creating sql queries

we have our accounts database in MS Access 2007. There are different tables.
i want to learn to create a SQL query so that i can fetch desired data from these tables.

please suggest
amit singlaAsked:
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Use the query designer, then change the view to SQL view.
Dale FyeOwner, Developing Solutions LLCCommented:
Writing queries in SQL can be daunting, and sometimes frustrating, but in order to develop queries you also need to understand joins.  There are basically two types:

INNER JOIN: this type of join connects data in two tables based on a common field.  In the table where this field is defined, it is referred to as the "primary key", in the other table, it is referred to as the "foreign key".  This is the default join you get when you click on one field in the query designer and drag it to the associated field in the other table.

As an example, suppose you have a table of clients, in that table you would normally have a ClientID field (probably an autonumber), and because you don't want to repeat that ClientID, you make it the primary key of the table (which guarantees it cannot be used again in that table).  Then, you might have a Sales table, and in that sales table, instead of storing the Clients name, you would store this ClientID field (as the foreign key); you do this to save space in the database.

If you wanted to get a list of sales with the names of all the clients, you would use a query like:
SELECT Sales.*, Clients.ClientName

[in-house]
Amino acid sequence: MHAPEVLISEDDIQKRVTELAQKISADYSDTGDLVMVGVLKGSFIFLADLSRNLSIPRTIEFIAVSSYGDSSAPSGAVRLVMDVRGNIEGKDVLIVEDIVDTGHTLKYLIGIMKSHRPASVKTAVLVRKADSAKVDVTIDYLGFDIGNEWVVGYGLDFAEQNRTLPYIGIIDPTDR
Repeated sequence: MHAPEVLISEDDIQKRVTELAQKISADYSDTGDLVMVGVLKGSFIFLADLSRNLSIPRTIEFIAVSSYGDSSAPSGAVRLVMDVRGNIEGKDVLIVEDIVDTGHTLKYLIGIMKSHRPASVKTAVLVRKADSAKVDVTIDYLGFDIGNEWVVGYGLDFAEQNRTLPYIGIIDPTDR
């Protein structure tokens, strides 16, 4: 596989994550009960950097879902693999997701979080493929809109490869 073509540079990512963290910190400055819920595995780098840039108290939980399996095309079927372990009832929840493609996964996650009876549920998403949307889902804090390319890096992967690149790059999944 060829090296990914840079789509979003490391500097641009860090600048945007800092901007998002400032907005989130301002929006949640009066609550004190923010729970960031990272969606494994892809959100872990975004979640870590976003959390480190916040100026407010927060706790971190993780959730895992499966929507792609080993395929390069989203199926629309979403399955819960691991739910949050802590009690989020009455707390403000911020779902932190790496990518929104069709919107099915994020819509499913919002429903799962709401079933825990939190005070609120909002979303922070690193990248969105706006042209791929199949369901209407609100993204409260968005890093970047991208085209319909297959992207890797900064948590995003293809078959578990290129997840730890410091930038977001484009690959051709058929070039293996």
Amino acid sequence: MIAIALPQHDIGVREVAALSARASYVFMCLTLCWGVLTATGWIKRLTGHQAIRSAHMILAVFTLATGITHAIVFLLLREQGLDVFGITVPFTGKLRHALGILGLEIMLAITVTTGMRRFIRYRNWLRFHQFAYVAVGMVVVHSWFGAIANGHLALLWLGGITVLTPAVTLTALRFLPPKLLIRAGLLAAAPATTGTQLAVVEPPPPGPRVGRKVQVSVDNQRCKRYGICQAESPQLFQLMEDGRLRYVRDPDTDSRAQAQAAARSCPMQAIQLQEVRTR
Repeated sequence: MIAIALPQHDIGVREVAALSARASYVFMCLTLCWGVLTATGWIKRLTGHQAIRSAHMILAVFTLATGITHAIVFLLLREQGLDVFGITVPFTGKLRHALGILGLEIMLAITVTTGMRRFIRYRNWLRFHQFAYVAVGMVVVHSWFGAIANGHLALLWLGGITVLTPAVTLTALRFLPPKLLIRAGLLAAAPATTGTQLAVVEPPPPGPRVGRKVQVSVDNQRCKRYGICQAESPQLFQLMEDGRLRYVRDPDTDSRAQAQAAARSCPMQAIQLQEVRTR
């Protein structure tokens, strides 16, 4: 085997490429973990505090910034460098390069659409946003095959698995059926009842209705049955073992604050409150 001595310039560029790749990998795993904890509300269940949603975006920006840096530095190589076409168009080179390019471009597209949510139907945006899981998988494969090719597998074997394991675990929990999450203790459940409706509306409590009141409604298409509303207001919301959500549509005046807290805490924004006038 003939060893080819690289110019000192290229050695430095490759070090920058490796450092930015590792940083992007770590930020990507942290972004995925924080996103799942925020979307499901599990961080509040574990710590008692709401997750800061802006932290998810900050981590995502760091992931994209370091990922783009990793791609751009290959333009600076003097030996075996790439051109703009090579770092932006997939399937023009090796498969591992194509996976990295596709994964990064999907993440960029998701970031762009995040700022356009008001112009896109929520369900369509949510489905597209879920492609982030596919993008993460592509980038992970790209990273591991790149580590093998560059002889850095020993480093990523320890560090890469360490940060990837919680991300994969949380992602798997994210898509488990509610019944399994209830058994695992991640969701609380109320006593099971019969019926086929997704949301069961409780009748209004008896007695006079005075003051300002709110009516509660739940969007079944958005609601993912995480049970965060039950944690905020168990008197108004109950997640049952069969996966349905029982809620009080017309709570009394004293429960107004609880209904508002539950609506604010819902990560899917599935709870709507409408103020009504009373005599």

FROM Sales INNER JOIN Clients on Sales.ClientID = Clients.ClientID

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OUTER JOIN:  Outer joins are designed to get all of the records from one table, and only those which match on the PK-FK relationship in another table.  To create an outer join in the query designer, click and drag on the ClientID field in one table, then drag and release on the ClientID in the other table;  this will actually create an INNER JOIN.  Then right click on the line between the tables and select JOIN Properties.  This will display a dialog box which gives you three options:
1. Only include rows where the joined fields from both tables are equal  (INNER JOIN)
2.  Include all records from Clients and only those from Sales which match
3.  Include all records from Sales and only those from Clients which match

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Select #2

So, with the same example as above, lets say you want a list of all of your clients, and whether they have any sales.  You could write that query like:
SELECT Clients.ClientID, Clients.ClientName, Sales.*
FROM Clients LEFT OUTER JOIN Sales on Clients.ClientID = Sales.ClientID

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This query would return a list of all your clients and will include each record in the Sales table with each record in the Clients table.  So, if a particular client has 10 sales, then that client will show up 10 times in this query.  But if a particular client has no sales records, then you would still see that clients ClientID and ClientName, but there would be nothing (NULL) values in all of the fields associated with the Sales table.

If you wanted a list of all of your clients, and the number of records associated with each client in your sales table, then you would use:

SELECT ClientID, ClientName, Count(Sales.SalesID)
FROM Clients LEFT OUTER JOIN Sales on Clients.ClientID = Sales.ClientID
GROUP BY ClientID, ClientName

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Bill PrewIT / Software Engineering ConsultantCommented:
Here is a great tutorial on understanding and building Access queries.  There are versions of the tutorial for both Access 2007 and 2016,  Hope it helps.

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